What part of making this film did you like the most and which part would you unfriend?
Ross: I loved the casting and rehearsal process, along with the parts of the shoot where you feel like everyone is in the zone and working towards the same goal – that’s always amazing. And I wouldn’t unfriend any part – it was an incredible learning experience, even the parts that were the most challenging. Actually, especially the parts that were the most challenging!
What’s next for you?
Ross: I have a new short that I can’t wait to shoot next year, and am super excited to be developing my first feature, called The Art of Being Busy.
Harder: I am currently working on the third draft of a short film about women in the film and television industry and building up the guts to tackle the second draft of my first feature script. I shot an episode of a web series, Sis Boom Bah, created by and starring the super talented Delphine Roussel, which should be released soon. I’m looking forward to going to St. John’s for the world premiere of Friends on Facebook and can’t wait for other people to see this beautiful little film.
D’Alessandro Hatt: I’m excited to be cast in two feature films shooting this fall/winter – Justin McConnell’s shape-shifting horror Lifechanger and the drama Love Bonds, written and directed by composer Robert Bruce. I also have a couple of scripts in development under my production company shingle Black Lab Film Co.
Describe your Facebook personality.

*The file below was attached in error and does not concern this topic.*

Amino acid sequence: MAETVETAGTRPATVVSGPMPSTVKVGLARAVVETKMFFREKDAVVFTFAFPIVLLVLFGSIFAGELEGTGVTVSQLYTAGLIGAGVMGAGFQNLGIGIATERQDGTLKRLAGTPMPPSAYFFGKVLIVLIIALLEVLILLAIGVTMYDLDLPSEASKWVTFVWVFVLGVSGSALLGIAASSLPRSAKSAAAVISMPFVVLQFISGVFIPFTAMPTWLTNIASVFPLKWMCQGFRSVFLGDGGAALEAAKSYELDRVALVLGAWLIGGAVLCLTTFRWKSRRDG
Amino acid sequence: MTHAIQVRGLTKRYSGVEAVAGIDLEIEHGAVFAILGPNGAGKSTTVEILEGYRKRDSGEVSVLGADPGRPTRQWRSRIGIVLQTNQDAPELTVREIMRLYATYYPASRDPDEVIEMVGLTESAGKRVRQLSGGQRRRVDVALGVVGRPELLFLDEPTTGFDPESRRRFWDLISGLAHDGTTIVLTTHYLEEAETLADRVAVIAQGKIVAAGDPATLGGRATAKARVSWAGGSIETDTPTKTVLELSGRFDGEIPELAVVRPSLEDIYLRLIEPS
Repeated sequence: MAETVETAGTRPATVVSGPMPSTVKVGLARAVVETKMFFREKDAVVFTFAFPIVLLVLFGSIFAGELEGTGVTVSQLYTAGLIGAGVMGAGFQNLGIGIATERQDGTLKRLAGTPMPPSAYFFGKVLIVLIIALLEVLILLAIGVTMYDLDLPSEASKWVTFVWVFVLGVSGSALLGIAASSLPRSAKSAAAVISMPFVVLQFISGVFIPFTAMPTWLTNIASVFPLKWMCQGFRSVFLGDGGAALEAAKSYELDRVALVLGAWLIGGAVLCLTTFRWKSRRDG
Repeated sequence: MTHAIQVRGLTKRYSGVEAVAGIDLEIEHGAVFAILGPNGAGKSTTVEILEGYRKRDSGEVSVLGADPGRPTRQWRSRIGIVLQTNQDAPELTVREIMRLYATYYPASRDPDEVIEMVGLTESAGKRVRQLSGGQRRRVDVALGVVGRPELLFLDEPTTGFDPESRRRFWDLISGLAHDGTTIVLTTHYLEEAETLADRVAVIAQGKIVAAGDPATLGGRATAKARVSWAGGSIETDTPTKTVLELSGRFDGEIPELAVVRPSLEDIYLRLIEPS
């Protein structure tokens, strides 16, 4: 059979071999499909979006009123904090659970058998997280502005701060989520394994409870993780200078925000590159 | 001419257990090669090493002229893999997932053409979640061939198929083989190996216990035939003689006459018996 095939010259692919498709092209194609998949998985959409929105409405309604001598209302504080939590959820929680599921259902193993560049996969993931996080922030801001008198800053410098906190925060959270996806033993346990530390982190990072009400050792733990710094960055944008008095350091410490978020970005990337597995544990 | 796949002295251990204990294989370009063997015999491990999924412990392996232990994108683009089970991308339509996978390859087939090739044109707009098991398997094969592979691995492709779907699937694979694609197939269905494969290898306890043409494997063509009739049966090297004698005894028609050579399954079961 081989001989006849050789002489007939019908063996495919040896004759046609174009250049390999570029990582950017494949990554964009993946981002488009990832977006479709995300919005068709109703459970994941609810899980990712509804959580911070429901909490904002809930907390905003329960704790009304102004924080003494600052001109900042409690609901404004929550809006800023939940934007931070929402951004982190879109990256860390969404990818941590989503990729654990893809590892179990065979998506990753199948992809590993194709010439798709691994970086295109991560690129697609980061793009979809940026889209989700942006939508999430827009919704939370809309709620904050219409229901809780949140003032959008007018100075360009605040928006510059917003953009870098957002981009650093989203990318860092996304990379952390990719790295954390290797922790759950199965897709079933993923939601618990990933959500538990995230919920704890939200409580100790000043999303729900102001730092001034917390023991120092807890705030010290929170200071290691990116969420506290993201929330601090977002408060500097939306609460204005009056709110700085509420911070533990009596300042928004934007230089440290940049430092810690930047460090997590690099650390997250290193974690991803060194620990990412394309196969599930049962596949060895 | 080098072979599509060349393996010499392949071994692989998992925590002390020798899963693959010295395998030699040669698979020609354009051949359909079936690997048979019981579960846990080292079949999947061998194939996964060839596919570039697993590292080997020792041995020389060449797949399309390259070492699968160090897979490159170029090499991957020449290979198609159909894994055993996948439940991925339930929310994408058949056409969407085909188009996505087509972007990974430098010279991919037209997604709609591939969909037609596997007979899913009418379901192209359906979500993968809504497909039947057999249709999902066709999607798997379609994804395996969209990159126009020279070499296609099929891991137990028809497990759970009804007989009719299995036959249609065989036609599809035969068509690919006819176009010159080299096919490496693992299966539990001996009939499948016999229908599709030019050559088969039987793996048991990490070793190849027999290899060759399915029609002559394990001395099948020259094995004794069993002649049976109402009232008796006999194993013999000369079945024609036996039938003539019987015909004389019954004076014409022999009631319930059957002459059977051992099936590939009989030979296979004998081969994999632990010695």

Ross: It’s pretty reserved. I’m a generous liker, but don’t post that often – when I do, it’s usually industry-related stuff or comedy, with the occasional social justice article or righteous petition thrown in. I let my hair down a little more on instagram (my favourite social media platform) either on my own page @darkpalepics or on the account we set up for this short @friendsonfacebookthefilm.
Harder: lol my Facebook personality is basically hiding people’s feeds and reposting feminist articles. I use it to promote and network a little but mostly just to keep in touch with friends who live abroad, reading articles and news and looking at cute animal videos.
D’Alessandro Hatt: I’m a very shy facebooker. I’ll share the odd personal or professional photo, but I cannot resist posting about dogs that are lost or in need of a home. On at least one occasion I helped rescue an abandoned dog so a wonderful family could adopt her. If used for good, the Internet can be magic.
And, as both Anais Nin and this lovely film reveal, friendship can be magic, too.
Festival Screening Details:
WHEN: Thursday, October 19, 2017
TIME: 7:00 pm
WHERE: The LSPU Hall – 3 Victoria Street, St. John’s, NL A1C 3V2
WEBSITE FOR TICKETS/INFO: https://www.womensfilmfestival.com/